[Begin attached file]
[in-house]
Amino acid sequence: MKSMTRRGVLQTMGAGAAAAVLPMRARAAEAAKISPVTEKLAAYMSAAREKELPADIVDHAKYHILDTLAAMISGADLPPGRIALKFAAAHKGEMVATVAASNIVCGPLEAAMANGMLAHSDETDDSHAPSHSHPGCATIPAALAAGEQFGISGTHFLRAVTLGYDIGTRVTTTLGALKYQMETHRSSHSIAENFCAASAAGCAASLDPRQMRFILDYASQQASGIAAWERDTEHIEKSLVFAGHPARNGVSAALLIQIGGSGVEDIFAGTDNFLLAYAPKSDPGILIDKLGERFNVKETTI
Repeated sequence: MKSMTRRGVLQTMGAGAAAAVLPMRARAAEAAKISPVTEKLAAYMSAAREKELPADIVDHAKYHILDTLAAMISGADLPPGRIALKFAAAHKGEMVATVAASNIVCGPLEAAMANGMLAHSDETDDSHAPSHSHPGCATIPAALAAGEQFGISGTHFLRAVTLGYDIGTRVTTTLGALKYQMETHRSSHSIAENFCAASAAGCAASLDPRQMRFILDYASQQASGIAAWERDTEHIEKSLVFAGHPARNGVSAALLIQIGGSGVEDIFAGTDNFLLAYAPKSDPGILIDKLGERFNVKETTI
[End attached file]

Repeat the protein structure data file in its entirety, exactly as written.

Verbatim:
[in-house]
Amino acid sequence: MKSMTRRGVLQTMGAGAAAAVLPMRARAAEAAKISPVTEKLAAYMSAAREKELPADIVDHAKYHILDTLAAMISGADLPPGRIALKFAAAHKGEMVATVAASNIVCGPLEAAMANGMLAHSDETDDSHAPSHSHPGCATIPAALAAGEQFGISGTHFLRAVTLGYDIGTRVTTTLGALKYQMETHRSSHSIAENFCAASAAGCAASLDPRQMRFILDYASQQASGIAAWERDTEHIEKSLVFAGHPARNGVSAALLIQIGGSGVEDIFAGTDNFLLAYAPKSDPGILIDKLGERFNVKETTI
Repeated sequence: MKSMTRRGVLQTMGAGAAAAVLPMRARAAEAAKISPVTEKLAAYMSAAREKELPADIVDHAKYHILDTLAAMISGADLPPGRIALKFAAAHKGEMVATVAASNIVCGPLEAAMANGMLAHSDETDDSHAPSHSHPGCATIPAALAAGEQFGISGTHFLRAVTLGYDIGTRVTTTLGALKYQMETHRSSHSIAENFCAASAAGCAASLDPRQMRFILDYASQQASGIAAWERDTEHIEKSLVFAGHPARNGVSAALLIQIGGSGVEDIFAGTDNFLLAYAPKSDPGILIDKLGERFNVKETTI